Written by Jacob Terranova

 

August celebrates American Artist Appreciation Month. We wanted to highlight some of the artists that commit their time and talent to create memorial art to help grieving families honor their loved ones.

 

Janine Carrington — La Caja Comics

Janine Carrington is a special kind of comic book artist. Instead of telling tales of superheroes, she puts her talents to use creating one-of-a-kind stories about everyday people and what made them special to those they loved.

 

Her company, La Caja comics, specializes in comic book memorials. She interviews families to get an idea about the personality of their loved one. She then takes that information and creates a custom memorial giftbox, complete with a unique memorial comic book story, photo appendix, illustrated portrait cards, and a USB flash drive with digital copies of all her memorial products.

 

Learn more about Janine and her work here.

 

Tytus Cornejo — Priceless Portraits

Tytus Cornejo, funeral director and owner at Cornejo | Day Funeral Home & Crematory, spends his life serving his community of Wellington, Kansas. When not at work at his own funeral home, he spends his time volunteering at a nonprofit funeral home that focuses on helping families facing child loss.

 

In order to provide special mementos to these grieving parents facing an unimaginable loss, Tytus sought out his high school friend and illustration artist at Priceless Portraits. Together they worked to create stunning illustration portraits of each child as a keepsake for the parents.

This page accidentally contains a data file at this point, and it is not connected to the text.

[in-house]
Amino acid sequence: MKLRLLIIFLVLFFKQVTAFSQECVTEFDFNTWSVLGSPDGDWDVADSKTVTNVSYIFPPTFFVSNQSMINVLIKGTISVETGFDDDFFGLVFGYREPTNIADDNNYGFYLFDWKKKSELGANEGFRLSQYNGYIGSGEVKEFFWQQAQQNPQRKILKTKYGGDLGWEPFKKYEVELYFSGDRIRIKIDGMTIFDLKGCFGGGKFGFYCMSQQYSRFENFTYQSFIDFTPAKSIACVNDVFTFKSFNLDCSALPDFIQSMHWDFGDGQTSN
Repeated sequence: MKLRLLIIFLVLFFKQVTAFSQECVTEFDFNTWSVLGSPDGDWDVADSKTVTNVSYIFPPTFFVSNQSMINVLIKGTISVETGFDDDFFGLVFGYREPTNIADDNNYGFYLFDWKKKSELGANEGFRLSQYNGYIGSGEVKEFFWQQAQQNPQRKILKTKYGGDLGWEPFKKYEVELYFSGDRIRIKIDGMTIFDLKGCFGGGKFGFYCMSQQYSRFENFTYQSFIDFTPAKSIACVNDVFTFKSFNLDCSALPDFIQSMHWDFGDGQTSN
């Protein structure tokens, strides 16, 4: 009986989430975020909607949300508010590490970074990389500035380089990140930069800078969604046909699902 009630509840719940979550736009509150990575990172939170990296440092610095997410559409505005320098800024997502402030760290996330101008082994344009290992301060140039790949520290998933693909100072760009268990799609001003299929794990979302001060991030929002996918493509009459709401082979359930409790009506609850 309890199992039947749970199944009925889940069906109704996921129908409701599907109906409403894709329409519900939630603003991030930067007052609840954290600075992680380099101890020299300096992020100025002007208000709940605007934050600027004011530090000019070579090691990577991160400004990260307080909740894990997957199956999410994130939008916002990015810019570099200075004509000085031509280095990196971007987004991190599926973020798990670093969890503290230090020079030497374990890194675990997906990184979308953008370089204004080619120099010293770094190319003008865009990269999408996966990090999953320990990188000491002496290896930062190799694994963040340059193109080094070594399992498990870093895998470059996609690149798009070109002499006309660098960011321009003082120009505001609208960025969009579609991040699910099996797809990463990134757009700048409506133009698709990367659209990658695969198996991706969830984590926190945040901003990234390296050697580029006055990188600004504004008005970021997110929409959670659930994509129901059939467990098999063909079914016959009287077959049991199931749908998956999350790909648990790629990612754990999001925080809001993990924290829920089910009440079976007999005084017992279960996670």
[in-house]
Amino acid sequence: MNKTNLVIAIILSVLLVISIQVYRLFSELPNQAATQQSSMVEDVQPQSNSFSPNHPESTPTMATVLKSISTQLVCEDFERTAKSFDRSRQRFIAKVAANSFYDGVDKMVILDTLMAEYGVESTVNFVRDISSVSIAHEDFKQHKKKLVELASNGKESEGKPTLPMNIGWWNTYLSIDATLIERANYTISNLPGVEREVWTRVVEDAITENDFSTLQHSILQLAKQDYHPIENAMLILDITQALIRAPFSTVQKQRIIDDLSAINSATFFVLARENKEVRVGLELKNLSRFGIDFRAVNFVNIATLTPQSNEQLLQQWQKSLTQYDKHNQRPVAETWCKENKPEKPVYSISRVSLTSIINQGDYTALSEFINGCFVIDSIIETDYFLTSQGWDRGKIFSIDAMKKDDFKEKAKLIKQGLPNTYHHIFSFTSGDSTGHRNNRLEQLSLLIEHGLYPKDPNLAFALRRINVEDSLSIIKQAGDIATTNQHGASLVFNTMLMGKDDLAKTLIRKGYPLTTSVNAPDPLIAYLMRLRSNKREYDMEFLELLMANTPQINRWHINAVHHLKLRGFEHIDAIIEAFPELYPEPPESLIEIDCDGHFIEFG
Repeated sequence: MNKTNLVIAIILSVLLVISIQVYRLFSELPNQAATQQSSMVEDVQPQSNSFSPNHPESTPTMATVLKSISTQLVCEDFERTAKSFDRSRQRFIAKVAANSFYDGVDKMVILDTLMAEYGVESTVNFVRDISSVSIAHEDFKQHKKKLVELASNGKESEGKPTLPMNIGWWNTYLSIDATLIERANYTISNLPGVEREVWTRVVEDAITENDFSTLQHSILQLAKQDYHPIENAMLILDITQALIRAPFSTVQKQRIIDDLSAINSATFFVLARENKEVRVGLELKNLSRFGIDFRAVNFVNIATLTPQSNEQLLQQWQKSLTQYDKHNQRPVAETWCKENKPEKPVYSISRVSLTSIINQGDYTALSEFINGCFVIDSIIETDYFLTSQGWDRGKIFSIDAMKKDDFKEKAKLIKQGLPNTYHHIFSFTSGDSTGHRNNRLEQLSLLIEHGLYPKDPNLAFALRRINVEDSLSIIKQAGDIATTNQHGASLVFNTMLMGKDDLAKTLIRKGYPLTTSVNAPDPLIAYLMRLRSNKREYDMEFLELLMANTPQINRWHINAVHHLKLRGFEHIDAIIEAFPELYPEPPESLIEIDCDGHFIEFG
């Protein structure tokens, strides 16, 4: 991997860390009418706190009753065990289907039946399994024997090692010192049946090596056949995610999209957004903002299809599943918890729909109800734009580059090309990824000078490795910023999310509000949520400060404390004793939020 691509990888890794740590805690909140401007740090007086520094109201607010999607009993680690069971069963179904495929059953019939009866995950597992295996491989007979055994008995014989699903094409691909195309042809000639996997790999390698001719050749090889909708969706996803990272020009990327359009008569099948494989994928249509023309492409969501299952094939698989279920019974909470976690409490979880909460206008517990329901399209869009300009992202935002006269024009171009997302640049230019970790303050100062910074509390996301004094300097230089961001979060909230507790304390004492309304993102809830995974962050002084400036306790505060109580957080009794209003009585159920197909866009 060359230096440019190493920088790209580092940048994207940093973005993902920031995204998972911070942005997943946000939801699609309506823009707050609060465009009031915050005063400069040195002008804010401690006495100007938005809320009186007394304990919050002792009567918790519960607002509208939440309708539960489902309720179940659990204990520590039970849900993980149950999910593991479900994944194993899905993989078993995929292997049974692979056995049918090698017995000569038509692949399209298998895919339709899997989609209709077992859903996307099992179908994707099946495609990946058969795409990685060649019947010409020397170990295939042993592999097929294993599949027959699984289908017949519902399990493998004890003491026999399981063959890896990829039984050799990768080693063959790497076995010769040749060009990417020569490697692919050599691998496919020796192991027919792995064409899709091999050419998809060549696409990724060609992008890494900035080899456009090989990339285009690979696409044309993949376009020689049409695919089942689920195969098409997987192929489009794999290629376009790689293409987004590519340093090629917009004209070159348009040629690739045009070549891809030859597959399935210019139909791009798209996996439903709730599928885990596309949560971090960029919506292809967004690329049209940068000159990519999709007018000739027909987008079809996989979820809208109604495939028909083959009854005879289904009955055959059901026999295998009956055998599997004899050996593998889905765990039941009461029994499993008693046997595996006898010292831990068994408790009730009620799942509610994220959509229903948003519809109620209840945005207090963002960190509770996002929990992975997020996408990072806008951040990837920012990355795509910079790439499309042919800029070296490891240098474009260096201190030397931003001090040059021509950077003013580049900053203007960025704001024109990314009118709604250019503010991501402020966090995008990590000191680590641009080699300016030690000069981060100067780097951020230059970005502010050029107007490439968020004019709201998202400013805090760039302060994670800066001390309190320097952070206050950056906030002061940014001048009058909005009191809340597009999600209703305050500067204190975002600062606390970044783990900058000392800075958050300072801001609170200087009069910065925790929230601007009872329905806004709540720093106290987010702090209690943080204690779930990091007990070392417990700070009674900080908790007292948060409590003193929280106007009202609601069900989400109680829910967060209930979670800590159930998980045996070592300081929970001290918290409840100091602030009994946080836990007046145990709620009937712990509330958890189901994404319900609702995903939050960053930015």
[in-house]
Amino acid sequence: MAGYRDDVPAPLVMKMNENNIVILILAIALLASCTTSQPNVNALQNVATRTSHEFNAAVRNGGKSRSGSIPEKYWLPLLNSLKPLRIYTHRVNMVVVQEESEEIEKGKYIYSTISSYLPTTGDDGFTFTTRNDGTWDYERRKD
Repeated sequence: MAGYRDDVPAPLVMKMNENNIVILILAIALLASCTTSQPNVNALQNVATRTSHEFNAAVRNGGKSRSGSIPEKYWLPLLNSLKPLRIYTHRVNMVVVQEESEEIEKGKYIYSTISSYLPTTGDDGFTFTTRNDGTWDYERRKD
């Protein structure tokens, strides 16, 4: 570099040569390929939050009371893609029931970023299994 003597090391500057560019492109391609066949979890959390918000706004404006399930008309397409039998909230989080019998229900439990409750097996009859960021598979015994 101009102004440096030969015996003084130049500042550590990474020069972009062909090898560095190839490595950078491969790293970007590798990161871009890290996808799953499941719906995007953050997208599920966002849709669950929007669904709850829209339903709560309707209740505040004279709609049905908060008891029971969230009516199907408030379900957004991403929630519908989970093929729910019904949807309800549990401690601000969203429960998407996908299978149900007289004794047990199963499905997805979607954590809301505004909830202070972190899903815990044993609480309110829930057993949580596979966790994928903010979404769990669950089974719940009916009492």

Learn more about their work here.

 

Other Forms of Memorial Art

Memorializing our loved ones through art isn’t new — but there is an increasingly unique number of ways to do so. Below are some other inspiring ways families choose to remember their loved ones through art.

 

Kansas artist Vaughn Evans specializes in turning cremation remains into cremation glass — beautiful handmade glass marbles.

 

Painter Adam Brown uses cremated ashes — mixed with paint pigments — to create custom portraits of the deceased.

 

Using Your Local Artists

This Artist Appreciation Month, partner with your community artists to offer families something special. Take, for example, this funeral home that partnered with a local artist in Ohio to create custom urns for families.

 

To partner with an artist in your area:

  • Network with local artists. Attend local art shows, community events, or use social networking sites like LinkedIn.
  • Talk to local community colleges or universities in your area. They might have a list of resources that you can use to find local artists.
  • Put out an ad or ask around. Place an ad in the local paper requesting work from a local artist. Or try simply asking around on social media for recommendations.
  • Use professional organizations. Americans for the Arts, for example, has their pARTnership movement that is dedicated to providing “businesses and arts organizations with tools to make meaningful collaborations — partnerships that not only support a healthy, creative, and artistic community, but also give businesses a competitive advantage.”

For inspiring ways to capture and honor the memory of loved ones, download our guide on 101 Ways to Memorialize a Loved One.